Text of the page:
On A Clear Day

On A Clear Day is a story of a middle-aged man, recently let go from his job, and still grieving the loss of a child who died in a swimming accident decades earlier. With no direction to his life and battling a spiral of depression he decides to swim the English Channel. Along with four good friends also feeling the pull of monotony in their lives, they each strive to see him succeed in his attempt. On A Clear Day is one of the most touching and heartfelt yet tearless films I’ve seen in a long time. It is a movie to make you want more from life and yet find appreciation and happiness in the little things. In watching Clear Day there is a strength and yet a simplicity about the film. It focuses intensely on Peter Mullan’s character, Frank Redmond, and then at times quickly pulls back and strikes a contrast between his life and the passion others have in theirs. For example, during a scene of an exhausted Frank swimming at the pool, the camera abruptly shifts as three disabled children are coming out of the locker room. Immediately it is thrown in your face that through all of Frank’s efforts there are others for whom getting into the water and not drowning is the triumph.

A nice touch in the film is that, because the story is so centered on telling Frank’s tale and not littered with extraneous fluff for the sake of cheap laughs or unnecessary shock value, the audience can understand what’s going on without seeing every scene. During the course of the film Frank’s wife, wonderfully played by Brenda Blethyn, is trying to become a bus driver but keeps failing the driving test. The audience, however, never sees her drive a bus. Why? Because shots of her driving the bus, or being nervous, or running into something aren’t necessary. We see the scenes where she gets off the bus, takes her purse, walks up to the man in charge, he shakes his head…and we know. We know she failed again and as we see these scenes shot differently again, we know she failed another time, and another. It is only because the story is so well done and concentrated that this is possible. When other movies attempt the same thing, most of the time the story is spread so thinly over so many characters the genuineness doesn’t come across and we’re lost. I applaud Alex Rose, the writer, for a job well done.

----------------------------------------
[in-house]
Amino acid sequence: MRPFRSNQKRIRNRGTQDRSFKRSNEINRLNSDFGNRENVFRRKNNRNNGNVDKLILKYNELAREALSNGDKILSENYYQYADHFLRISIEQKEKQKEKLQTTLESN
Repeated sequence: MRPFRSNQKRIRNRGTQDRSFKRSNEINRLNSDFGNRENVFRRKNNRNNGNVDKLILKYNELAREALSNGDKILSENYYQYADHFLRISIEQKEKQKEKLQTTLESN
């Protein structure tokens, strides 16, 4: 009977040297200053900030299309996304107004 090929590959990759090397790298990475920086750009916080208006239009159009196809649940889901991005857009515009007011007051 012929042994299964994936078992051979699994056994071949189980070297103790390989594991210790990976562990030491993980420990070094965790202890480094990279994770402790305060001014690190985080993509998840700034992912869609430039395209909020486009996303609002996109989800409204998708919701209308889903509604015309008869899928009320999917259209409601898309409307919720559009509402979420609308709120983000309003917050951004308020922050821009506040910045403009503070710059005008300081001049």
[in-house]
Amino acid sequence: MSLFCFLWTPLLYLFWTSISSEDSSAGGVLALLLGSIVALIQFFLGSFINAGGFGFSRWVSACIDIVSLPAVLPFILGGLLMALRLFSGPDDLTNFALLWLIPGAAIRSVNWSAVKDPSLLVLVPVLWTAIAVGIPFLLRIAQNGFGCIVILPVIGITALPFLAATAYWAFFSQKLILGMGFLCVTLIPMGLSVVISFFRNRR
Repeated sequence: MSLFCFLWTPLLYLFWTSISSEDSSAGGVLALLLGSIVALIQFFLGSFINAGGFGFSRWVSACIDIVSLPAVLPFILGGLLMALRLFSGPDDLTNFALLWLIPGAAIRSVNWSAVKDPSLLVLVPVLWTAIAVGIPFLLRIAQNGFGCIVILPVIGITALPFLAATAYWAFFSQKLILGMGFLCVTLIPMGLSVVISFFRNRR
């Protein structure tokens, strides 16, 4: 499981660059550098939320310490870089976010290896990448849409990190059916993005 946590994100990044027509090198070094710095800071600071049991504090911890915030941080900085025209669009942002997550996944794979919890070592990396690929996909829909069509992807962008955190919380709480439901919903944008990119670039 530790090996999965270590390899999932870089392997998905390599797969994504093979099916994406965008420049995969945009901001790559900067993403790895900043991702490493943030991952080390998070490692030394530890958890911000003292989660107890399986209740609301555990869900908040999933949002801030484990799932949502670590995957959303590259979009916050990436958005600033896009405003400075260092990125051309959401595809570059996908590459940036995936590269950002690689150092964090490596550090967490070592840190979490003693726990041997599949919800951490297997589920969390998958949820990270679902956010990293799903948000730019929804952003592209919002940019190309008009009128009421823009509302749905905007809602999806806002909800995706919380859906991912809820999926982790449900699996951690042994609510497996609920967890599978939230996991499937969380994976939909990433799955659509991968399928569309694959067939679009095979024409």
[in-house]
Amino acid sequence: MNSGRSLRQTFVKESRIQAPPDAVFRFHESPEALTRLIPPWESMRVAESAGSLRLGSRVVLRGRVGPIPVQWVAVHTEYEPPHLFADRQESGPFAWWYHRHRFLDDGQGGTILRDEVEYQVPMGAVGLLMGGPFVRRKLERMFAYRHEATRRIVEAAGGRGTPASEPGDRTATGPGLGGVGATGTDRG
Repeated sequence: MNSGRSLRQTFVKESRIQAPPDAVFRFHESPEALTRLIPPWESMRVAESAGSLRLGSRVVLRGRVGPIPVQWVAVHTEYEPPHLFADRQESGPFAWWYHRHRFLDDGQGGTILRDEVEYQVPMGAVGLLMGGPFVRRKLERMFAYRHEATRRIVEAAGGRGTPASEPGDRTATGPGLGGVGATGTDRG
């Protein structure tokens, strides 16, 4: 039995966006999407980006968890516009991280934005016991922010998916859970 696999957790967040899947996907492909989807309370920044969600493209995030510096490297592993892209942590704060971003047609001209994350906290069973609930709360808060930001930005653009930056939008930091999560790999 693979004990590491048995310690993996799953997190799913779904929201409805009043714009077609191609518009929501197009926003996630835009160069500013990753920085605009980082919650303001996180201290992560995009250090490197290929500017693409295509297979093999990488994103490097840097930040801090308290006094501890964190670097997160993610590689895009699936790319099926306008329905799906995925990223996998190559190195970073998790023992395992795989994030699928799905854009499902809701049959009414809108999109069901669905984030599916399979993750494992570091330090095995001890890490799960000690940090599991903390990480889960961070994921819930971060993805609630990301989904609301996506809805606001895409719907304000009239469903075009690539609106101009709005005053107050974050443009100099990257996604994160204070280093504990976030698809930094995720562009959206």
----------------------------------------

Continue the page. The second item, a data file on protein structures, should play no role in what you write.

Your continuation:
Another aspect that makes Clear Day such a success is the absolute strength of the actors in the film and also the variety of the actors. To be a British independent film doesn’t mean that every character is an older white man with an accent and a cup of tea in his hand. The movie is made more real and true by having characters played by Benedict Wong and Billy Boyd who each present new viewpoints and energy to Frank’s goal.

On A Clear Day is fabulous at pulling the audience in and consuming them with the direction of Frank’s life and yet at the same time teaches that it’s not all about this one man alone. This is truly a story of the greatness of little successes and comes as a reminder to honor and respect them when they happen. Unfortunately for Clear Day the same simplicity doesn’t speak well for extras. The disc has none. I understand that this is an independent film and they probably didn’t have the biggest budget for shooting extra material or holding interviews, but it is truly disappointing to finish this film with such momentum and then find there’s nothing else to see.

On the one hand, it’s fine; the movie stands so well on it’s own you don’t need anything more to “get it.” On the other, it would be nice to see interviews with the cast because they were so phenomenal, or hear the director Gaby Dellal and writer Alex Rose do an audio commentary. It would be great to know what inspired the story, where they shot the scenes, who tripped over what; those kinds of things that give an inside look. With any luck, if anything was recorded behind the scenes, one day there will be a "Clearer Day Edition." If not, it certainly is a good idea to keep an eye on Dellal and Rose to see what they do next.